Culture of AmravatiAmravati is a prosperous and historically rich district of east Maharashtra. Following the treaty of 1853 executed by the Nizams of the place, the region went under the British rule along with the rest of Berar area. Historically, the region has seen rulers from the Hindu and Muslim background, thus making it a present day multi cultural district of Maharashtra, where people of various faiths are residing in harmony.
Religions in AmravatiA majority of people follow Hinduism and worship goddess Ambadevi as their main deity. The western hilly track of Amravati district is still populated by different tribal communities like the Kolams and the Madia Gonds. All these tribes nowadays enjoy good standard of living, along with all the basic amenities and education under Integrated Tribal Development Projects of the Government of India.
Languages Spoken in AmravatiThe district has as many as 89 different languages and dialects spoken, Marathi being the principle and dominant mother tongue. Locally, the Varhadi or Berar dialect of Marathi is predominantly visible, which is very similar to the dialect spoken in the Deccan parts of Maharashtra. Other than this, Hindi and Urdu are the other majorly spoken languages.
Traditional Attire of AmravatiThe dressing style of people is not unique and is akin to the same style dominant in the rest of Maharashtra. However, there is a little influence of the variations as per the style of the Berar region. This style includes the men folks wearing uparne, barabandi, kudta, sadara, pairan, kabji, and dagala angarkha.
The men would also sport head gears like cakri pagote, pagadi, mundase, rumal, or patka. Traditionally, the men would keep whiskers and moustaches, while having clean shaven heads with a bunch of hair tied at the top in a knot. However, with the advent of modern styles, these traditional dressing is becoming a rare sight, as people have migrated to more contemporary and westernized dressing.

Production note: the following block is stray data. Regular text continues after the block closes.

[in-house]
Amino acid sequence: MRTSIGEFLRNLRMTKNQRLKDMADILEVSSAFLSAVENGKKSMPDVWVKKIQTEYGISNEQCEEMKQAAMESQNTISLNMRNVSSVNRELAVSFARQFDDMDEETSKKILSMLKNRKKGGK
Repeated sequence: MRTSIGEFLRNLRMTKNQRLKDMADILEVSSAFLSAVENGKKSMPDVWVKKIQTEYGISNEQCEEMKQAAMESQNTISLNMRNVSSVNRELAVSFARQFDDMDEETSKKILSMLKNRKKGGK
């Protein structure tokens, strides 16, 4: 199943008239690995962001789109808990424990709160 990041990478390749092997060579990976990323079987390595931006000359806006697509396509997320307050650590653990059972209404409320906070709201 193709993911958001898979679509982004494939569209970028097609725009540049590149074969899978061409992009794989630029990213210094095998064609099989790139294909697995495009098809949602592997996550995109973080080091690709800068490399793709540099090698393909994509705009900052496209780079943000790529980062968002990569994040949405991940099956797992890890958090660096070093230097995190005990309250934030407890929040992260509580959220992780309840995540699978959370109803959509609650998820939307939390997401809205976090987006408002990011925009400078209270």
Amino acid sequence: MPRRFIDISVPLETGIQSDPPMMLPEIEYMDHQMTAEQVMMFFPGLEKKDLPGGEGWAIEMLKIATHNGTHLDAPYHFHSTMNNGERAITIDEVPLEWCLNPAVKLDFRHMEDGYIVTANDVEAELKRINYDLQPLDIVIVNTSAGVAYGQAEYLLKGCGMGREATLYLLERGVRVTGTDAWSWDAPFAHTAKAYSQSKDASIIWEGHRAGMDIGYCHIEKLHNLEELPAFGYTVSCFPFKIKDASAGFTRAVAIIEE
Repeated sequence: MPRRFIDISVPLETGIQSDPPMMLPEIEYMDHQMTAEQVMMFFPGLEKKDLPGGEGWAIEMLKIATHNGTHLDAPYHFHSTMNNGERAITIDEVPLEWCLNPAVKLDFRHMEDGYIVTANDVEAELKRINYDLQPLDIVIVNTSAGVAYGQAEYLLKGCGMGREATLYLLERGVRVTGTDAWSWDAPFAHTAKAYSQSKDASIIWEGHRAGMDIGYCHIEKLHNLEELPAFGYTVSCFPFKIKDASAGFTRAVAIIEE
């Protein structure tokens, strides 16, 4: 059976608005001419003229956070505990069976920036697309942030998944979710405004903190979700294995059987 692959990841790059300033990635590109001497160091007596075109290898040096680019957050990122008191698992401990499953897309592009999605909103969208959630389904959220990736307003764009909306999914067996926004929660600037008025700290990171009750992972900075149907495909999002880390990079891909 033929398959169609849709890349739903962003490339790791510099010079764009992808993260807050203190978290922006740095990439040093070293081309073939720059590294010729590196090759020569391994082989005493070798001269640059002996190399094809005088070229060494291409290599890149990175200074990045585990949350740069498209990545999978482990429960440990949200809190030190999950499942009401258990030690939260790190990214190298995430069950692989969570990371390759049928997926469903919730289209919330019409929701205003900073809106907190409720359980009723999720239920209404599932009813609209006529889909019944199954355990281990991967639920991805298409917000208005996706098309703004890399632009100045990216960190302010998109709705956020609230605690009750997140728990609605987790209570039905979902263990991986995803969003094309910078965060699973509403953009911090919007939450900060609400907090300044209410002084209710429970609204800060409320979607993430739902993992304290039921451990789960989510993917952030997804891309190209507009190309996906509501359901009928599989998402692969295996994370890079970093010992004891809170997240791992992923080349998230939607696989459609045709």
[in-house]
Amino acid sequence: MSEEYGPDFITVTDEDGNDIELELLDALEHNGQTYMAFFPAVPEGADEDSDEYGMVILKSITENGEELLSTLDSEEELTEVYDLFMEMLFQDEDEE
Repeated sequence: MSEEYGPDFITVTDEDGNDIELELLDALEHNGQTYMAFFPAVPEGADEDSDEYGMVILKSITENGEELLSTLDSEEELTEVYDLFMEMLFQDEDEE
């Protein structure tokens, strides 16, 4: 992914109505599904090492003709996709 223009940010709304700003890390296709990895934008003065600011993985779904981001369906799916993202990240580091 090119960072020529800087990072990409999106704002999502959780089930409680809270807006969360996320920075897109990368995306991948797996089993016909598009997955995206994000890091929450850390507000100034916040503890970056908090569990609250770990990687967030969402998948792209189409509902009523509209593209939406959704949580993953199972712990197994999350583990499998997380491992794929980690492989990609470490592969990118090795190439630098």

The dhotar, shirts and pyjamas are still preferred apparel to suit the weather of the place.
The dresses worn by the women folk are mostly influenced by their Hindu background. The Maratha nine yards saree (also known as lugade) is the dominating dress style. This is worn with choli, that supports the torso and is tied or buttoned in the front. While the traditional saree and choli are more conservative in styling, the modern ladies are experimenting with contemporary designs which are less conservative.
The dresses worn by children of both gender are similar comprising of jhabale, angade, langot and topare. Young and toddlers girls wear frocks called angi, while similar aged boys wear shirts and shorts called chaddi. Other dresses worn by children are pairan and tuman or colna.
While most of the dresses mentioned above are worn by the majority of the populace, certain dresses reflect the prevalence of other cultural and religious faiths of the region. Orthodox Muslim women dress up traditionally in Churidaars, Salwars, Kurtas and Odhni. People from the Muslim community wear traditonal clothes; the women use Burqua and Hijab to observe the purdah system. Muslim men are seen wearing Kameez, Pyjama, Shervani, lungi and Pairans. They sometime also wear head gears and caps of Turki and Jinna type, while turbans are also common. Other communities like that of the Meman, Bohra and Khoja use pre-formed turbans. Their dresses consist of shirts, long coats and loose fitting trousers.